Al’s IGA

From about 1940 through the early 1970s, Al’s IGA was a busy store in downtown Chester. Al Cross took over what had been the Grand Union.

In the 1800s into the early 1900s, it was known as the Fletcher Block. In the 1860s, Mr. Fletcher ran a tailor shop at this location. Fletcher is known to have made Civil War uniforms for officers.

Howard Peck told me that in the 19-teens it was two stores. As Howard told me, Mr. Richardson ran a grocery in one side. There was a pool hall in the other side. Howard said the pool hall drew all sorts of men of fine character. Howard’s parents told him to stay away.

Howard described the interior of the pool hall as being rather dark and smoky. There were two pool tables and a few slot machines. Spittoons, cigar smoke permeated the air.

Al’s IGA circa 1950s. Photo provided by Chester Historical Society

This location has been affected by a couple of bad fires in its long history. In 1888, the Central Hotel caught fire as well as a couple other buildings in close proximity. The Fletcher Block caught fire, but Chester firefighters were able to save the store. There was considerable damage.

When the store was rebuilt, it was extended maybe 14 feet closer to the inn. If you look at the upper level of the photo with article, you’ll notice on the left four windows very close together. Then look to the right and you’ll notice a space and then three more windows spaced further apart.

The space between the four and three windows shows is where the building was added on. At the historical society, we have a photo taken circa 1860 that shows the original, shorter addition.

After Al’s IGA closed, Baba Louis Bakery got their start here before moving to Proctorsville. In the 1980s, I ran an antiques shop here. At first I was only in half of the building. When the other side became available, I rented it. It was a great location.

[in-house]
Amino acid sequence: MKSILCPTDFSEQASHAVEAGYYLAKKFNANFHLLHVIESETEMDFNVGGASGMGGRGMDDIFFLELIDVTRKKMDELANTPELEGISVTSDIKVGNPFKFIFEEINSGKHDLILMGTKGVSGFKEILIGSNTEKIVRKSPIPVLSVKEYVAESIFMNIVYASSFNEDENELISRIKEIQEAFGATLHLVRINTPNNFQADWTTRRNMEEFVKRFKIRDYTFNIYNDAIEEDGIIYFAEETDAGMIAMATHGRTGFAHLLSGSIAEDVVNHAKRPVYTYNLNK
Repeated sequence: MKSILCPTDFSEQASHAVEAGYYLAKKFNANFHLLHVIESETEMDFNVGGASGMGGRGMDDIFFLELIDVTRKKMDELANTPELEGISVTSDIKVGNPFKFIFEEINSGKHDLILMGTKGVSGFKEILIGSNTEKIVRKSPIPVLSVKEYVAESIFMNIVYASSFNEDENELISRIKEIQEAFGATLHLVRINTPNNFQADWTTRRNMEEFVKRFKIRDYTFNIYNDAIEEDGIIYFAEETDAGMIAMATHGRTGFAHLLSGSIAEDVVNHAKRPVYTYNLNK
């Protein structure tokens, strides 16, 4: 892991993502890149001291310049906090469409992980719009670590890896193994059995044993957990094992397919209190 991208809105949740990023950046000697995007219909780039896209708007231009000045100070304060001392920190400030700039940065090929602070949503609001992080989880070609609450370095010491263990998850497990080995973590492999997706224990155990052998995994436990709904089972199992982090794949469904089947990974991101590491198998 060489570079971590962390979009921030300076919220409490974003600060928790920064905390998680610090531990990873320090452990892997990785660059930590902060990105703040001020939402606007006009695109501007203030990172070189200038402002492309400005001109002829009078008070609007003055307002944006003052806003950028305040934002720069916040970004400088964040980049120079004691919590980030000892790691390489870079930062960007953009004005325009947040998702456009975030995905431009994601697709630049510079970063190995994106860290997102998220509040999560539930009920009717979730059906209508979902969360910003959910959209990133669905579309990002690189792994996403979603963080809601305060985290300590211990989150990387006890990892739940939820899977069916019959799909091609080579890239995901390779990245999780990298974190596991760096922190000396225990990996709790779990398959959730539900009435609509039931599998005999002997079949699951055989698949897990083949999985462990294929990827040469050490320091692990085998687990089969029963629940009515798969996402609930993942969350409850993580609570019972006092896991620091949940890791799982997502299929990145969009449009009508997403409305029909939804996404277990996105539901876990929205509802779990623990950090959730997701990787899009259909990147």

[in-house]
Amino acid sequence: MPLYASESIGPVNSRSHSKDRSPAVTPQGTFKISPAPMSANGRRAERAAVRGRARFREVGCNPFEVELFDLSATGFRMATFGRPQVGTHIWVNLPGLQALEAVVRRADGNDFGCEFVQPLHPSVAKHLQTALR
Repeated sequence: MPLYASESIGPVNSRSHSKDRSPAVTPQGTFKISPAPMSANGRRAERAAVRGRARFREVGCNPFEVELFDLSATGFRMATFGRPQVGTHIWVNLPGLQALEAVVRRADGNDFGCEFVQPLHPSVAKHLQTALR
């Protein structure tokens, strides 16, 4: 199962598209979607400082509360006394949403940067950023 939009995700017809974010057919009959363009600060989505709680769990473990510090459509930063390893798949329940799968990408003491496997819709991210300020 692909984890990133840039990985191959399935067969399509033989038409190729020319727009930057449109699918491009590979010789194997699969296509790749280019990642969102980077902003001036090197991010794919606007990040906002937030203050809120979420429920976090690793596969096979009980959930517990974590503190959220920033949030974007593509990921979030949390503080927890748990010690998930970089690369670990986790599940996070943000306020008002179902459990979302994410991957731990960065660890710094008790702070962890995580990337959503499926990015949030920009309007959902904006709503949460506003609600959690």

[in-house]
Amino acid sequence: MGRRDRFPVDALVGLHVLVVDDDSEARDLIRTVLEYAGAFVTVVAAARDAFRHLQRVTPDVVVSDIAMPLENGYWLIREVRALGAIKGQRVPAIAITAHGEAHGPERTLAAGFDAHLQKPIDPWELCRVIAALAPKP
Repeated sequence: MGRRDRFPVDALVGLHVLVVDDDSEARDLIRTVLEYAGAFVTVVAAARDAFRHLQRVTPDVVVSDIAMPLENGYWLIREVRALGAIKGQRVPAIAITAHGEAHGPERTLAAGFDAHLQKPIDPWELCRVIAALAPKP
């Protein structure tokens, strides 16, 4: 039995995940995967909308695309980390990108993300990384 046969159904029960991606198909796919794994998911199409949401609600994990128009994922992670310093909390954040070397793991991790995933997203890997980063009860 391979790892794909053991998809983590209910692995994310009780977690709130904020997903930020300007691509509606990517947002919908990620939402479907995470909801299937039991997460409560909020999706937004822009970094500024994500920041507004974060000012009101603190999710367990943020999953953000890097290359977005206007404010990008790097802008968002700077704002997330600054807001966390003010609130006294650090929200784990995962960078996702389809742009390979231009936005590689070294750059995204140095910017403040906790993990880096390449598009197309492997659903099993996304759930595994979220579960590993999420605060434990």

After I closed my shop in 1987, I seem to remember two men from Grafton or Springfield opening a bookstore here. I remember it became two stores after I left. Anne Stein was in one side. Misty Valley Books came in and occupied both sides. It has since remained a bookstore. Today, the history continues as Blair Books & More.

The photo with this article is one of 18 photos in the 2020 Chester Historical Society calendar. They are available at Lisai’s Market, Erskine’s Feed Store, Salon 2000, The Framery of Vermont, Stonehouse Antiques Center, Blair Books & More, and Chester Hardware.


Instead of an old saying, I have a short story I want to tell. After Bud Nadeau’s celebration of life this past Saturday at the Legion, I went out to the bar to get a beer. I saw Jerry Stewart talking with his son. I jumped in and asked Jerry if he remembered skiing up Main Street with my brother Brian. “Yes,” he said. This is worth telling.

It had been snowing for some time. The town had plowed Main Street a couple hours earlier, but by now more snow had accumulated. Perfect conditions, they thought.

They tied a rope to the rear bumper of my father’s 1956 Ford. With my brother driving and Jerry being towed on skis, what could go wrong? They reached about 20 miles per hour when there was a slight setback.

Just above where Jerry lives today and Newsbank is where it happened. Unknown to my brother or Jerry, there was some excess salt on the road in one area. Salt melts snow.

Well, my brother drove through the melting snow in the road. Next is Jerry. You can imagine what an abrupt stop it would be when your skis leave snow and hit pavement.

Jerry described to me how the wind had been knocked out of him and that he couldn’t speak. John Leon “Gramp” Spaulding came up to Jerry and asked if he was ok. Gramp was shoveling snow at Readex/Newsbank when it happened. Jerry couldn’t catch his breath to reply. Gramp asked a couple more times. Finally, Jerry got his wind back.

I wish you could have seen the twinkle in Jerry’s eye as he recounted this story. Chester was a great town to grow up in.

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